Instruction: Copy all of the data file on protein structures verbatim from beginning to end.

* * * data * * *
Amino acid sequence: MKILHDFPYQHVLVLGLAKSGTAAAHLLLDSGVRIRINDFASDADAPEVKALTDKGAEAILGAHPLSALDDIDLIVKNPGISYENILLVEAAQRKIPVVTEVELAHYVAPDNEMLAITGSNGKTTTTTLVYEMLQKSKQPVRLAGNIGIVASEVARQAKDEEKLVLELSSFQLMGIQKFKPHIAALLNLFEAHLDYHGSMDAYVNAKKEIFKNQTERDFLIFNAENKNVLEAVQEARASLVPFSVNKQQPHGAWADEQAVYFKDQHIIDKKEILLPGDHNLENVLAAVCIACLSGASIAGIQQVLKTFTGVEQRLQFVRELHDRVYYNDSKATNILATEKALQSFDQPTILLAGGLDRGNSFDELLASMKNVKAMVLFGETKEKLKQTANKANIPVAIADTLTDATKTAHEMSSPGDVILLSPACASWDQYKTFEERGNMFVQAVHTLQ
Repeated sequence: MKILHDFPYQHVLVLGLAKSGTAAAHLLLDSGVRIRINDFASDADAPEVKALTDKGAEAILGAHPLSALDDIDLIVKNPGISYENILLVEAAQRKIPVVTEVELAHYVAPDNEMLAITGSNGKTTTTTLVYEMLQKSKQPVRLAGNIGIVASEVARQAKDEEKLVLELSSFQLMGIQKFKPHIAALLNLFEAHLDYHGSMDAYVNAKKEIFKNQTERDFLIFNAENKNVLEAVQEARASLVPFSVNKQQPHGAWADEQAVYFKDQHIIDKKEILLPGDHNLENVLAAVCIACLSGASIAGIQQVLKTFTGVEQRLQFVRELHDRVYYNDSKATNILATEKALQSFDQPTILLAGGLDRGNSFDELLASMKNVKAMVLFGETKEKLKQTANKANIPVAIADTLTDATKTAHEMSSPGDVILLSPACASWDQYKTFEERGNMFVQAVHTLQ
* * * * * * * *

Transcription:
Amino acid sequence: MKILHDFPYQHVLVLGLAKSGTAAAHLLLDSGVRIRINDFASDADAPEVKALTDKGAEAILGAHPLSALDDIDLIVKNPGISYENILLVEAAQRKIPVVTEVELAHYVAPDNEMLAITGSNGKTTTTTLVYEMLQKSKQPVRLAGNIGIVASEVARQAKDEEKLVLELSSFQLMGIQKFKPHIAALLNLFEAHLDYHGSMDAYVNAKKEIFKNQTERDFLIFNAENKNVLEAVQEARASLVPFSVNKQQPHGAWADEQAVYFKDQHIIDKKEILLPGDHNLENVLAAVCIACLSGASIAGIQQVLKTFTGVEQRLQFVRELHDRVYYNDSKATNILATEKALQSFDQPTILLAGGLDRGNSFDELLASMKNVKAMVLFGETKEKLKQTANKANIPVAIADTLTDATKTAHEMSSPGDVILLSPACASWDQYKTFEERGNMFVQAVHTLQ
Repeated sequence: MKILHDFPYQHVLVLGLAKSGTAAAHLLLDSGVRIRINDFASDADAPEVKALTDKGAEAILGAHPLSALDDIDLIVKNPGISYENILLVEAAQRKIPVVTEVELAHYVAPDNEMLAITGSNGKTTTTTLVYEMLQKSKQPVRLAGNIGIVASEVARQAKDEEKLVLELSSFQLMGIQKFKPHIAALLNLFEAHLDYHGSMDAYVNAKKEIFKNQTERDFLIFNAENKNVLEAVQEARASLVPFSVNKQQPHGAWADEQAVYFKDQHIIDKKEILLPGDHNLENVLAAVCIACLSGASIAGIQQVLKTFTGVEQRLQFVRELHDRVYYNDSKATNILATEKALQSFDQPTILLAGGLDRGNSFDELLASMKNVKAMVLFGETKEKLKQTANKANIPVAIADTLTDATKTAHEMSSPGDVILLSPACASWDQYKTFEERGNMFVQAVHTLQ